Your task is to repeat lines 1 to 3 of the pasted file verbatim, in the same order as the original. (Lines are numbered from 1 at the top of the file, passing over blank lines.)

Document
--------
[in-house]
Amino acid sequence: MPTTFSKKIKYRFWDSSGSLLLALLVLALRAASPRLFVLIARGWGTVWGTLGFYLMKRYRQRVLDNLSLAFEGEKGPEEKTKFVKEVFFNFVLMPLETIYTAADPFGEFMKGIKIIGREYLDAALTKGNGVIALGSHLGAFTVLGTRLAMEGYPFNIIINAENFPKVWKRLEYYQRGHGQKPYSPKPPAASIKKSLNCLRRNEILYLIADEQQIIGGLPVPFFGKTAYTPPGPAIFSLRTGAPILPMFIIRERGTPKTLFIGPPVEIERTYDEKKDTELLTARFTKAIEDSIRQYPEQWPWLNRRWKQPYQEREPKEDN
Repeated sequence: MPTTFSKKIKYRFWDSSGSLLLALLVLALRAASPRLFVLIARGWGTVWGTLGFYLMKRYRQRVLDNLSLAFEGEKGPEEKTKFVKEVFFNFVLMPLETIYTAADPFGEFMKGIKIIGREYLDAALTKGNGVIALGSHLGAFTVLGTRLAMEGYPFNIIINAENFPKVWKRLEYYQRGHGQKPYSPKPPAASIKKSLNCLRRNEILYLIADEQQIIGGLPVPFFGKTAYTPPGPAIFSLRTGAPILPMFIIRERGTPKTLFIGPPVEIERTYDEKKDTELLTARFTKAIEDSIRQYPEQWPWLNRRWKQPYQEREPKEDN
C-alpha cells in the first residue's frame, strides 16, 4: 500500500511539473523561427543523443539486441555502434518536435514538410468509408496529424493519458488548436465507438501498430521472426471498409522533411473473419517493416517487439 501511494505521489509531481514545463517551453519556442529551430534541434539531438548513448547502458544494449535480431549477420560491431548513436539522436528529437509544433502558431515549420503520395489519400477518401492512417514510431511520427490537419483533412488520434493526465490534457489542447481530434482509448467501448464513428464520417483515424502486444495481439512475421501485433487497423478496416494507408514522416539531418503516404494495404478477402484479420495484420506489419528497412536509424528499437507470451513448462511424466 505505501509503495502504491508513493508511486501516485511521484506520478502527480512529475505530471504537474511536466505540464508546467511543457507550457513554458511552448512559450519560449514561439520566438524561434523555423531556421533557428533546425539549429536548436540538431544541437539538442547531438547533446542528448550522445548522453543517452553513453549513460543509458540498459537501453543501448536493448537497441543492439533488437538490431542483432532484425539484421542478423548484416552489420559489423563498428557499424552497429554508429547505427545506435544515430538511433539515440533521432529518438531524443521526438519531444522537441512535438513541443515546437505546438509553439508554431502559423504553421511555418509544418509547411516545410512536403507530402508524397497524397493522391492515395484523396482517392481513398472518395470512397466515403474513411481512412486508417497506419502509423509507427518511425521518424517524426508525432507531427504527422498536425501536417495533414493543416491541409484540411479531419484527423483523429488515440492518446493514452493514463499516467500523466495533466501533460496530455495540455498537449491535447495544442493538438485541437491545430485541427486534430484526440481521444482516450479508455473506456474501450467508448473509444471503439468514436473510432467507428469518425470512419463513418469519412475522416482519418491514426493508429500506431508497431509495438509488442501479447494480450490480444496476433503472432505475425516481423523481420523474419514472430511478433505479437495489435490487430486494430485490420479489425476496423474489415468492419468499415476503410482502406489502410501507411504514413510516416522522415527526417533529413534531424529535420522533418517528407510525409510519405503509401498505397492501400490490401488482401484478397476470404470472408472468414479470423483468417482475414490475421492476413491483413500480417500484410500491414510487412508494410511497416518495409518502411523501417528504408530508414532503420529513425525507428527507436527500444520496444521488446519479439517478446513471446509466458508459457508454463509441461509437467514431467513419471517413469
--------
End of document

[in-house]
Amino acid sequence: MPTTFSKKIKYRFWDSSGSLLLALLVLALRAASPRLFVLIARGWGTVWGTLGFYLMKRYRQRVLDNLSLAFEGEKGPEEKTKFVKEVFFNFVLMPLETIYTAADPFGEFMKGIKIIGREYLDAALTKGNGVIALGSHLGAFTVLGTRLAMEGYPFNIIINAENFPKVWKRLEYYQRGHGQKPYSPKPPAASIKKSLNCLRRNEILYLIADEQQIIGGLPVPFFGKTAYTPPGPAIFSLRTGAPILPMFIIRERGTPKTLFIGPPVEIERTYDEKKDTELLTARFTKAIEDSIRQYPEQWPWLNRRWKQPYQEREPKEDN
Repeated sequence: MPTTFSKKIKYRFWDSSGSLLLALLVLALRAASPRLFVLIARGWGTVWGTLGFYLMKRYRQRVLDNLSLAFEGEKGPEEKTKFVKEVFFNFVLMPLETIYTAADPFGEFMKGIKIIGREYLDAALTKGNGVIALGSHLGAFTVLGTRLAMEGYPFNIIINAENFPKVWKRLEYYQRGHGQKPYSPKPPAASIKKSLNCLRRNEILYLIADEQQIIGGLPVPFFGKTAYTPPGPAIFSLRTGAPILPMFIIRERGTPKTLFIGPPVEIERTYDEKKDTELLTARFTKAIEDSIRQYPEQWPWLNRRWKQPYQEREPKEDN